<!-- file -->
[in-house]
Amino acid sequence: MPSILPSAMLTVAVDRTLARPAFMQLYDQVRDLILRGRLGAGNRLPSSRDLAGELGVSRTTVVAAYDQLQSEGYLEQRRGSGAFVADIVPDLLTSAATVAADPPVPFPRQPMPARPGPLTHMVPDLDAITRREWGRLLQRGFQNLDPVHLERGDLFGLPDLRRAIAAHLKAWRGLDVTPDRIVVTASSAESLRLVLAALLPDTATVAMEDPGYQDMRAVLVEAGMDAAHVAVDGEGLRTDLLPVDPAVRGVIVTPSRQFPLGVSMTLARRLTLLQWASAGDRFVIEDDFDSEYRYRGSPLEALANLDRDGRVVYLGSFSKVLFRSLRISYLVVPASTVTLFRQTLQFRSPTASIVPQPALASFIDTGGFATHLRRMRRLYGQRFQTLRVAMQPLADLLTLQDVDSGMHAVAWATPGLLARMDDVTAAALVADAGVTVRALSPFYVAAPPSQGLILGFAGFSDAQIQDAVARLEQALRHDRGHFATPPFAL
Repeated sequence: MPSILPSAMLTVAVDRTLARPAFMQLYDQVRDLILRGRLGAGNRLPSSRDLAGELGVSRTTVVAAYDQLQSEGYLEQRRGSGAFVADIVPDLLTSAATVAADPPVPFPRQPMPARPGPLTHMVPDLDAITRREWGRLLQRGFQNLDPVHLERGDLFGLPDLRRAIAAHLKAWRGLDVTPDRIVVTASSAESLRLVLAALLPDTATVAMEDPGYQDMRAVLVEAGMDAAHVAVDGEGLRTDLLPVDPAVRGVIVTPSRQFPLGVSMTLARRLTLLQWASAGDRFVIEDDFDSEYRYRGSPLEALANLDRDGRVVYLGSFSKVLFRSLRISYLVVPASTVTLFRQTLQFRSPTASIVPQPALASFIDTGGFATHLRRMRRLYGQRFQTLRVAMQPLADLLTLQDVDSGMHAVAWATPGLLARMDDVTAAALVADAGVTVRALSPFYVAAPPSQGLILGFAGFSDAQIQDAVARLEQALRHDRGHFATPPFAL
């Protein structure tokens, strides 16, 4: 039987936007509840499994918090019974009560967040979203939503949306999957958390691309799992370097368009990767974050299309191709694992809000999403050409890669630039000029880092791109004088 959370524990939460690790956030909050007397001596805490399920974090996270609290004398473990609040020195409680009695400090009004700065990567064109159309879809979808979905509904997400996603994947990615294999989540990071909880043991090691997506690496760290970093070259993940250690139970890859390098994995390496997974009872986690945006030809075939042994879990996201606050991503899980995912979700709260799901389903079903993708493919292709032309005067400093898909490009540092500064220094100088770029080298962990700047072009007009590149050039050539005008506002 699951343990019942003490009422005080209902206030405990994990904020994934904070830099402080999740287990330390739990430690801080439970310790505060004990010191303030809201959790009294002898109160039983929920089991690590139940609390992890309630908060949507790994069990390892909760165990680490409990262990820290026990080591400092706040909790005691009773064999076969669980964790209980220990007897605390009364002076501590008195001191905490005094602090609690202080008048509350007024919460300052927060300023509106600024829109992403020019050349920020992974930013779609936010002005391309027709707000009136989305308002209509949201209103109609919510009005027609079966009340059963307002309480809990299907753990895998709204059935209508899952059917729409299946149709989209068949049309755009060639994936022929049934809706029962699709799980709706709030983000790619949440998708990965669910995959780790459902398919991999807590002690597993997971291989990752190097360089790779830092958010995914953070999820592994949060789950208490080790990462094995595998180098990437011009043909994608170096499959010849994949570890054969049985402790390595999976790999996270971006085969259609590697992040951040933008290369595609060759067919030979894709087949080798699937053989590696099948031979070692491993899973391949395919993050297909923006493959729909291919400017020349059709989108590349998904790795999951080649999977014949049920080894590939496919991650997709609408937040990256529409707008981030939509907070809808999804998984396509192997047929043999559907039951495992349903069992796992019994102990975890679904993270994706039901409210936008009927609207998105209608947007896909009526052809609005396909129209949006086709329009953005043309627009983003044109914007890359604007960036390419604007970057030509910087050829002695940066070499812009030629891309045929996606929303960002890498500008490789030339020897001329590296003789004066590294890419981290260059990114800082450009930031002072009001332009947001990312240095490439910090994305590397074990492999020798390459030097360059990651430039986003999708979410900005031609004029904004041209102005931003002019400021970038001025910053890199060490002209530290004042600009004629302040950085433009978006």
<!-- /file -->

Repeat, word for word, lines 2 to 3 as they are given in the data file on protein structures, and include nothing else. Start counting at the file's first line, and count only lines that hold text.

Amino acid sequence: MPSILPSAMLTVAVDRTLARPAFMQLYDQVRDLILRGRLGAGNRLPSSRDLAGELGVSRTTVVAAYDQLQSEGYLEQRRGSGAFVADIVPDLLTSAATVAADPPVPFPRQPMPARPGPLTHMVPDLDAITRREWGRLLQRGFQNLDPVHLERGDLFGLPDLRRAIAAHLKAWRGLDVTPDRIVVTASSAESLRLVLAALLPDTATVAMEDPGYQDMRAVLVEAGMDAAHVAVDGEGLRTDLLPVDPAVRGVIVTPSRQFPLGVSMTLARRLTLLQWASAGDRFVIEDDFDSEYRYRGSPLEALANLDRDGRVVYLGSFSKVLFRSLRISYLVVPASTVTLFRQTLQFRSPTASIVPQPALASFIDTGGFATHLRRMRRLYGQRFQTLRVAMQPLADLLTLQDVDSGMHAVAWATPGLLARMDDVTAAALVADAGVTVRALSPFYVAAPPSQGLILGFAGFSDAQIQDAVARLEQALRHDRGHFATPPFAL
Repeated sequence: MPSILPSAMLTVAVDRTLARPAFMQLYDQVRDLILRGRLGAGNRLPSSRDLAGELGVSRTTVVAAYDQLQSEGYLEQRRGSGAFVADIVPDLLTSAATVAADPPVPFPRQPMPARPGPLTHMVPDLDAITRREWGRLLQRGFQNLDPVHLERGDLFGLPDLRRAIAAHLKAWRGLDVTPDRIVVTASSAESLRLVLAALLPDTATVAMEDPGYQDMRAVLVEAGMDAAHVAVDGEGLRTDLLPVDPAVRGVIVTPSRQFPLGVSMTLARRLTLLQWASAGDRFVIEDDFDSEYRYRGSPLEALANLDRDGRVVYLGSFSKVLFRSLRISYLVVPASTVTLFRQTLQFRSPTASIVPQPALASFIDTGGFATHLRRMRRLYGQRFQTLRVAMQPLADLLTLQDVDSGMHAVAWATPGLLARMDDVTAAALVADAGVTVRALSPFYVAAPPSQGLILGFAGFSDAQIQDAVARLEQALRHDRGHFATPPFAL